Lonnie Walker IV: The Lakers’ Best Offseason Signing?

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Lonnie Walker IV #1 of San Antonio Spurs looks at the ball during the Toronto Raptors vs San Antonio Spurs NBA regular season game at Scotiabank Arena on January 12, 2020 in Toronto, Canada (San Antonio Spurs won 105-104) (Photo by Anatoliy Cherkasov/NurPhoto via Getty Images)

When the offseason rolled around, many Lakers fans expected the team to go after big names despite limited cap space.  They were looking forward to welcoming an established role-player to the purple and gold via the Mid-Level Exception.  So it was quite a shocker when Shams tweeted this an hour into free agency:

From there, the reactions (and analytics) came to light. Most believed that signing Lonnie Walker IV was a terrible move by the Lakers, signing a young player who would clog the paint and could not shoot nor defend.  Fast forward nearly two months into the regular season, and those same nay-sayers are eating their words right now.

Lonnie Walker IV: The Lakers’ Best Offseason Signing?

In 13 games so far, Walker has averaged a career-best 16.4 points, along with 2.2 rebounds and 1.8 assists per game while shooting 47% from the field, nearly 35% from three, and 83.3% from the free-throw line.  He has arguably served as the Lakers’ fourth-best player behind the trio of LeBron James, Anthony Davis, and Russell Westbrook, and has fit like a glove in Darvin Ham’s system.

What has made Walker IV a success story in LA so far, and how could this partnership continue?

Offensive Breakdown

The first thing that sticks out about Walker is his finishing.  He has been known for his explosive dunks and acrobatic finishes in San Antonio. Those traits have only continued and blossomed in LA.

Walker’s prowess in the paint has been a key factor in his high-scoring performances.  He dropped a season-high 28 points on 9-17 shooting in a 120-117 win over the Pelicans on November 2nd.  His ability to drive creates wondrous opportunities for playmakers of James’s and Westbrook’s calibers, and he can finish plays with ease that leave the crowd stunned.  The Lakers even made a compilation of his most athletic plays, and needless to say, they do not disappoint.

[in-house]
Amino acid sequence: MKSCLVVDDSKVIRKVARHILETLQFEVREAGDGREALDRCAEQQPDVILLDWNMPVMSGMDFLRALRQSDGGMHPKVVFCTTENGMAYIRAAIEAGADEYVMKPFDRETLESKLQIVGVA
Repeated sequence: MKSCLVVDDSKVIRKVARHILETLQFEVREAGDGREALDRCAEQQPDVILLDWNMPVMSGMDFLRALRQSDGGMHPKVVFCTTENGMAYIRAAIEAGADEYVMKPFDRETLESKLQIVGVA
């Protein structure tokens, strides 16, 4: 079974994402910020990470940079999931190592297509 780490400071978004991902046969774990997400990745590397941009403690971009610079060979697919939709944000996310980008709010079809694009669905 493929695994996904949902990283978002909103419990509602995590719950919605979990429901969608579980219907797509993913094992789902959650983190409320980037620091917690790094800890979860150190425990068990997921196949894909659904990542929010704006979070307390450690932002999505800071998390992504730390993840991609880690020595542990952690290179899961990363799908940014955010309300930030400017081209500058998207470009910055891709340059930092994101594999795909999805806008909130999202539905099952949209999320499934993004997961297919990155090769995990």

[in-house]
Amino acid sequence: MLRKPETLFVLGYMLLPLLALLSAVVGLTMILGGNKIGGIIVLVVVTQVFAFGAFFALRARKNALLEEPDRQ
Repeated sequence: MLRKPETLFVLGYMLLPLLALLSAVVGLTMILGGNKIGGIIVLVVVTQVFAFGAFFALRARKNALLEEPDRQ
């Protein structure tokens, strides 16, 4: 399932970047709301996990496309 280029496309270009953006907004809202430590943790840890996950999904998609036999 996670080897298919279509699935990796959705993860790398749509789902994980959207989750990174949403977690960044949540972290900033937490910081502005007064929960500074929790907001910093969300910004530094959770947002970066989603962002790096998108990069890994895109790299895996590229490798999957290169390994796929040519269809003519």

Walker’s aggressiveness has been another key factor, one that was encouraged by Westbrook.

Walker IV has also been able to thrive as a playmaker, racking up three or more assists in four of his 13 games played.  He has an assist percentage of 9.1 this season and constantly searched for opportunities to make his teammates better, a valuable skill for a team that relies on LeBron James and Russell Westbrook as primary playmakers.  Walker has made a sizable dent in the offense through his dime-dropping, making it clear to opposing players that he is more than a scorer.

Three-Point Shooting

A key and underrated aspect of Walker’s game has been his three-point shooting.  He came into the year with an abundance of confidence in his perimeter shot, even daring defenders to leave him open and “watch what happens.”  He’s been able to back up that talk multiple times.

In that 28-point performance, he buried five of nine threes.  He also drained four of five triples against the Nets on November 13, leaving the win with 25 points.  He left fans with some gold in a postgame interview, saying, “My jumpshot is too beautiful for me not to be hitting threes.”

Walker has been a perfect fit in Ham’s system, posting an individual offensive rating of 111.  In a lineup with James, Davis, Patrick Beverley, and Troy Brown Jr., the five-man group posted an offensive rating of 114.8.  When grouped alongside Davis, Brown Jr., Beverley, and Austin Reaves, that group boasted a rating of 127.  Walker has worked with every lineup he has been placed with, a dream scenario for any head coach.

Where Walker has shut up his critics offensively, he has also done so on the defensive end.

Defensive Breakdown

In his introductory press conference, Walker told reporters, “I’m here to play defense.” It signaled an immediate buy-in to Ham’s defense-first philosophy.  He has only averaged 0.9 steals and 0.5 blocks per game this year, but don’t let those numbers fool you.  He’s been very active on the perimeter and is able to stay in front of most of his matchups. This is a key reason why he has been able to collect steals that ignite LA’s signature fast-breaks, as seen in this clip here:


Walker has also been valuable as a decent shot-blocking guard.  He has recorded a block in six of the 13 games he’s played so far, critical for a team that ranks 19th in blocks per game (4.9) and does not have a ton of rim protection outside of Davis and James.

It is clear that Walker is heavily engaged on the defensive side of the ball, adding onto what he showed in San Antonio.  Having a young guard like him locked in there has translated well to his offensive execution, and it’s been a welcome sight for the Lakers and their fans.


Look for Lonnie Walker IV to remain an essential part of the Lakers as the season goes on.  He has undoubtedly earned his starting spot, and his contributions on both sides of the ball have not gone unnoticed.  The Lakers probably received a steal in free agency. Rest assured, this won’t be the last you’ll hear of the “Sky Walker.”

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